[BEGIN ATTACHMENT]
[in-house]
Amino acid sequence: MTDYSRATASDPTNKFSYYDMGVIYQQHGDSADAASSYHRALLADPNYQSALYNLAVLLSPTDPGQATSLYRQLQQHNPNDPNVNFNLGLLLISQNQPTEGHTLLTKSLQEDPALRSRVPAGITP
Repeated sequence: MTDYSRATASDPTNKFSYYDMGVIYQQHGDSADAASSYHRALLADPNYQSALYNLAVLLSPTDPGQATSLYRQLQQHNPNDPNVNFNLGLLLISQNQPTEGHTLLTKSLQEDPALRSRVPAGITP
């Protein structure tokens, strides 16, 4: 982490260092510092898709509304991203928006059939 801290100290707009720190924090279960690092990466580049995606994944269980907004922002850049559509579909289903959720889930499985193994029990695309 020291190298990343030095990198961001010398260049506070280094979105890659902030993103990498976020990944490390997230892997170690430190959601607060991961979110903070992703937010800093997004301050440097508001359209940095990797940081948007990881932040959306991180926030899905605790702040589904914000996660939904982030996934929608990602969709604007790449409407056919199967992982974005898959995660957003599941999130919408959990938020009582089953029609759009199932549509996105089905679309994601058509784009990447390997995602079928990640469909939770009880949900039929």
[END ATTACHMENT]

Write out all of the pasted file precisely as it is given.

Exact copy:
[in-house]
Amino acid sequence: MTDYSRATASDPTNKFSYYDMGVIYQQHGDSADAASSYHRALLADPNYQSALYNLAVLLSPTDPGQATSLYRQLQQHNPNDPNVNFNLGLLLISQNQPTEGHTLLTKSLQEDPALRSRVPAGITP
Repeated sequence: MTDYSRATASDPTNKFSYYDMGVIYQQHGDSADAASSYHRALLADPNYQSALYNLAVLLSPTDPGQATSLYRQLQQHNPNDPNVNFNLGLLLISQNQPTEGHTLLTKSLQEDPALRSRVPAGITP
């Protein structure tokens, strides 16, 4: 982490260092510092898709509304991203928006059939 801290100290707009720190924090279960690092990466580049995606994944269980907004922002850049559509579909289903959720889930499985193994029990695309 020291190298990343030095990198961001010398260049506070280094979105890659902030993103990498976020990944490390997230892997170690430190959601607060991961979110903070992703937010800093997004301050440097508001359209940095990797940081948007990881932040959306991180926030899905605790702040589904914000996660939904982030996934929608990602969709604007790449409407056919199967992982974005898959995660957003599941999130919408959990938020009582089953029609759009199932549509996105089905679309994601058509784009990447390997995602079928990640469909939770009880949900039929």